Copyright 2014 by McGraw-Hill Education. All rights
reserved. Printed in the United States of America. Except as
permitted under the United States Copyright Act of 1976, no part
of this publication may be reproduced or distributed in any form
or by any means, or stored in a database or retrieval system,
without prior written permission of the publisher.
This McGraw-Hill Create text may include materials submitted to
McGraw-Hill for publication by the instructor of this course.
The instructor is solely responsible for the editorial content of such
materials. Instructors retain copyright of these additional materials.
ISBN-10: 1308388098

ISBN-13: 9781308388090

Facebook (in 2013): Will Wall Street Hit the “Like” Button? 1


Credits Facebook (in 2013): Will Wall Street Hit the “Like” Button?: Strategic Management. Second Edition 1 iv .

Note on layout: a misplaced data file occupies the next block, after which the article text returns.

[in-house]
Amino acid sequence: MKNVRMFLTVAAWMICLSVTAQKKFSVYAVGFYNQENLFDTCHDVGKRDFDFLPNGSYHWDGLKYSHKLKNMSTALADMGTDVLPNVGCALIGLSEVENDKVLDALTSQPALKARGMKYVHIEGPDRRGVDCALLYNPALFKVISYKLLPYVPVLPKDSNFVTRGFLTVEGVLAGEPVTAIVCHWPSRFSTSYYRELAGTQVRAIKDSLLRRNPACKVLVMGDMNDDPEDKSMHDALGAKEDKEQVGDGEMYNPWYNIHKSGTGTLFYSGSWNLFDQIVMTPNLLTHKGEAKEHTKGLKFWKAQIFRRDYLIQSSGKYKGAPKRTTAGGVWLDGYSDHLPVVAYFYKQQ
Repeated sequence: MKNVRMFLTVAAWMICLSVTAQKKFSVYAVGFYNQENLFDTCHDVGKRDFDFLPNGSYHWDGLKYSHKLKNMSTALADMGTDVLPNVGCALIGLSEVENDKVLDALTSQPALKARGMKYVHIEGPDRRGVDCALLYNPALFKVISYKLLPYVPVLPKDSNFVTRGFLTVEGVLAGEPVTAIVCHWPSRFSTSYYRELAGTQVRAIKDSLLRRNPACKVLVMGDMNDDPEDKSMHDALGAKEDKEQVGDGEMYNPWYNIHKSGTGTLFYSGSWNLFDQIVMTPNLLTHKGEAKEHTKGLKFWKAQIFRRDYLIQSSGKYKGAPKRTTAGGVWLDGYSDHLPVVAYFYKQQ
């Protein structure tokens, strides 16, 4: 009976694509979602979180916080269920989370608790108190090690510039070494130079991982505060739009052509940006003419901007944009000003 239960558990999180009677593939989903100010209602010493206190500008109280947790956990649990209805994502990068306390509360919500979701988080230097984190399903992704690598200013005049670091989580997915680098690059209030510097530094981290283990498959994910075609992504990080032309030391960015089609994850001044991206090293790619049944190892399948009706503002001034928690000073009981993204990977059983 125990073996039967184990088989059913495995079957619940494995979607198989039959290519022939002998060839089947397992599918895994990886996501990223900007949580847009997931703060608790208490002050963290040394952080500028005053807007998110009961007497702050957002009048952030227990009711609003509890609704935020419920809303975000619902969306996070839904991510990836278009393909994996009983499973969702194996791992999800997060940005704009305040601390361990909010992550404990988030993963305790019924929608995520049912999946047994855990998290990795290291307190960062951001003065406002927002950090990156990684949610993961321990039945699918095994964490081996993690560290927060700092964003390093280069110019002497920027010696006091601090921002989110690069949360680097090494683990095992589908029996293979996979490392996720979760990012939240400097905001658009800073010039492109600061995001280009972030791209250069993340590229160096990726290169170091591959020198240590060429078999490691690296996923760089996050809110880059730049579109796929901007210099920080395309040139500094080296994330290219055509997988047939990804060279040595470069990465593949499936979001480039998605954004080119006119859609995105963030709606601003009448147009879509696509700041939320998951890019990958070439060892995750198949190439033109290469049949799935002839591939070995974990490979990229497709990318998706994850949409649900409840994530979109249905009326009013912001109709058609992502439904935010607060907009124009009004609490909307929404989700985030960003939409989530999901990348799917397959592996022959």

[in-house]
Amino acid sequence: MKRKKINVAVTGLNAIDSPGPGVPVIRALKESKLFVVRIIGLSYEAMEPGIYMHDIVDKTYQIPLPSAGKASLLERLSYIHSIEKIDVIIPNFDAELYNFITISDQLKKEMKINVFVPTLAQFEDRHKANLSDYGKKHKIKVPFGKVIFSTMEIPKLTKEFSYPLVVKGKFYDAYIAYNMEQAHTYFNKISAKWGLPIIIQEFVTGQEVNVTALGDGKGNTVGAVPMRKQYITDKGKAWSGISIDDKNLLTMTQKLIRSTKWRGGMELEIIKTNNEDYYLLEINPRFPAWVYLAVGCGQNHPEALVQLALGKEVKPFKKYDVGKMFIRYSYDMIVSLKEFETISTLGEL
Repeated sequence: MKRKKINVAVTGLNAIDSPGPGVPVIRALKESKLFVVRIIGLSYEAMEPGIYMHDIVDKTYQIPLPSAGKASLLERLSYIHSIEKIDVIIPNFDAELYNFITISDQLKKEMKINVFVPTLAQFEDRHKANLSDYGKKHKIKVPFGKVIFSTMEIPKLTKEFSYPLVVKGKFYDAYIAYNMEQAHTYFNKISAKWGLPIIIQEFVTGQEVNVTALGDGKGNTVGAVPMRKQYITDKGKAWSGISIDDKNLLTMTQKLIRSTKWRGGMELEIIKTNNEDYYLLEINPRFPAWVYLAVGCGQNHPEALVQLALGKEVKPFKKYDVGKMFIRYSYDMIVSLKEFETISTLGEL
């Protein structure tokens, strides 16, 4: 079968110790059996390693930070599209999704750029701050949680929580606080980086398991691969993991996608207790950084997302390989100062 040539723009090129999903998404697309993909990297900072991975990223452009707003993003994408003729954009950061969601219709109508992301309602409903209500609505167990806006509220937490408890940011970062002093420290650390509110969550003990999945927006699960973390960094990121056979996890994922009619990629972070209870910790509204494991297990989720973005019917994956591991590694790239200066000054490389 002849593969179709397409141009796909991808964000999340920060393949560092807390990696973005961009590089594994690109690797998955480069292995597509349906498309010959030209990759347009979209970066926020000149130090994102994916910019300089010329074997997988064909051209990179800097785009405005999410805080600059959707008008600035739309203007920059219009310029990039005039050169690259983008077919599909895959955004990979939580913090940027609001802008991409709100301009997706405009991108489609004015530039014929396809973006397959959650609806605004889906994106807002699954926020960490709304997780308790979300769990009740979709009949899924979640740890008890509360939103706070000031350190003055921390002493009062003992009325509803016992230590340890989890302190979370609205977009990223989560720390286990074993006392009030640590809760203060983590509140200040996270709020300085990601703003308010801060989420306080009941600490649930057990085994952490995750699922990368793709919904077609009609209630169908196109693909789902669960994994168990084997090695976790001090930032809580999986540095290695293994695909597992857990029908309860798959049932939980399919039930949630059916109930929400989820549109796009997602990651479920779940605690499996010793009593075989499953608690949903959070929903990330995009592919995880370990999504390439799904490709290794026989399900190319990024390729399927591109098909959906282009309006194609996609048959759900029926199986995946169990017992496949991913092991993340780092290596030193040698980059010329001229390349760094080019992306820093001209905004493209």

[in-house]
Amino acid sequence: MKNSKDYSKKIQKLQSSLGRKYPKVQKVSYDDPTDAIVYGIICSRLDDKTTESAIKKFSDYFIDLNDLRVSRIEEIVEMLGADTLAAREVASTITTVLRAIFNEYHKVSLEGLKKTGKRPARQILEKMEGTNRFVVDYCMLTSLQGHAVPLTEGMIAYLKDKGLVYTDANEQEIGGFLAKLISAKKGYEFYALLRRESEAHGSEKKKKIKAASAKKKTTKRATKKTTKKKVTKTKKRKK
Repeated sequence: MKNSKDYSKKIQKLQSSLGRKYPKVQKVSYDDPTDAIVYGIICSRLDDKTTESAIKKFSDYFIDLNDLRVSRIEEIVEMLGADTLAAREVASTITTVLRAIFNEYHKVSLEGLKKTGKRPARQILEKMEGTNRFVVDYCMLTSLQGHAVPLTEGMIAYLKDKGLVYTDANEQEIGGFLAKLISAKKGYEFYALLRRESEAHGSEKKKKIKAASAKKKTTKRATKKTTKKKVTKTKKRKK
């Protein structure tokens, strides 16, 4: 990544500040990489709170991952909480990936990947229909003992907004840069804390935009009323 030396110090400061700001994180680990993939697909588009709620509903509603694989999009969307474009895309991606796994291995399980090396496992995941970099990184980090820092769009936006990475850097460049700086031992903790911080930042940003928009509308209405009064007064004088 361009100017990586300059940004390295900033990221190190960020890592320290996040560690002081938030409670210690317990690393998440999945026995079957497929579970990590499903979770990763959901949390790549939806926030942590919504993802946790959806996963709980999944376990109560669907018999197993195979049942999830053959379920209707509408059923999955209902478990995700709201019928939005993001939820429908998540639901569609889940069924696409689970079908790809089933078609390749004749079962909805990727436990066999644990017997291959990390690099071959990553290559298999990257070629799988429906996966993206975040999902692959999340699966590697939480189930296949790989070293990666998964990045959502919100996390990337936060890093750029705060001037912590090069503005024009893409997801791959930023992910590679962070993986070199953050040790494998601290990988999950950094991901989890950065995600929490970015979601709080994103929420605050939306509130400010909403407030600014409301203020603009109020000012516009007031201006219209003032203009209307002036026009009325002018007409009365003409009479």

what are the latest ideas?” countered Zuckerberg. These images very briefly reminded him of his mentor. Zuckerberg unveiled the third pillar: Graph Search. What are the latest ideas? The question stuck in Sandberg’s mind. source of data. are entirely the authors. ROTH AERMEL SETH TAYLOR Facebook (in 2013): Will Wall Street Hit the “Like” Button? JANUARY 15.” Sandberg responded. Zuckerberg noticed the numerous glowing white Apple icons arrayed throughout the auditorium. but the topic of modifying Zuckerberg’s creation for profit was a subject of debate between them. the late Steve Jobs. . charging users a usage Frank T. As he stepped in front of the audience. All opinions expressed. Sandberg eased into her chair saying. 2015. California. to discuss strategies for monetizing Facebook’s data and users. It is not intended to be used for any kind of endorsement. Zuckerberg would attempt to engage an audience with a new product in a manner similar to Jobs’ flashy introductions of new innovations.” Zuckerberg answered immediately. 2013. Two current products. This case is developed for the purpose of class discussion. or depiction of efficient or inefficient management.1 Facebook (in 2013): Will Wall Street Hit the “Like” Button? Final PDF to printer MHE-FTR-016 007764506 5 FRANK T. There were many ways to monetize Facebook’s user base of one billion people: ads on the mobile platform and the main site. These two products allow users to view a portion of their social network by continuously answering the questions. “I believe you will change the way we look for answers from the Internet.M. It could also be a great tool for advertisers—and a way to deliver on the expectations of shareholders. Timeline and News Feed. “What’s going on?” and “Who is this?” After reviewing the first two pillars. Ways that can be a win for everyone—you. a Harvard MBA. “I think that went very well. Today. who played a significant role in his professional development and his company’s success. Zuckerberg sat down with Sheryl Sandberg. 10:03 A. Zuckerberg opened with a review of Facebook’s mission and described the structure of the company’s current social ecosystem. and all errors and omissions. “There are options for demonstrating the value of our data. The authors thank Andrea Meyer for her editorial assistance and invaluable case writing guidance. represented two of the three pillars supporting the Facebook ecosystem. After the presentation. This was Facebook’s first live introduction of a new product. shareholders. is a driven businesswoman with a keen sense for shareholder value creation. Sandberg knew that she and Zuckerberg had a strong professional relationship. entered the media event room at Facebook headquarters in Menlo Park. He intentionally noted that Graph Search is very different from a normal web search because it filters results based on a user’s connectivity to his or her social network. Facebook’s chief operating officer (COO) and second in command. advertisers. “I don’t like seeing my vision for a connected world smothered with logos and slogans! But that is why you’re here—to try to convince me otherwise. Mark Zuckerberg. Even some of Facebook’s current challenges were brought about by Jobs’ revolution of the mobile industry. and users!” “So. Rothaermel and Seth Taylor (GT-MBA’14) prepared this case from public sources. which allows users to query their social network directly. casually dressed in his hoodie.” referring to the Graph Search press event.” while Sandberg. © by Rothaermel and Taylor. Zuckerberg is all about building the “best product and user experience.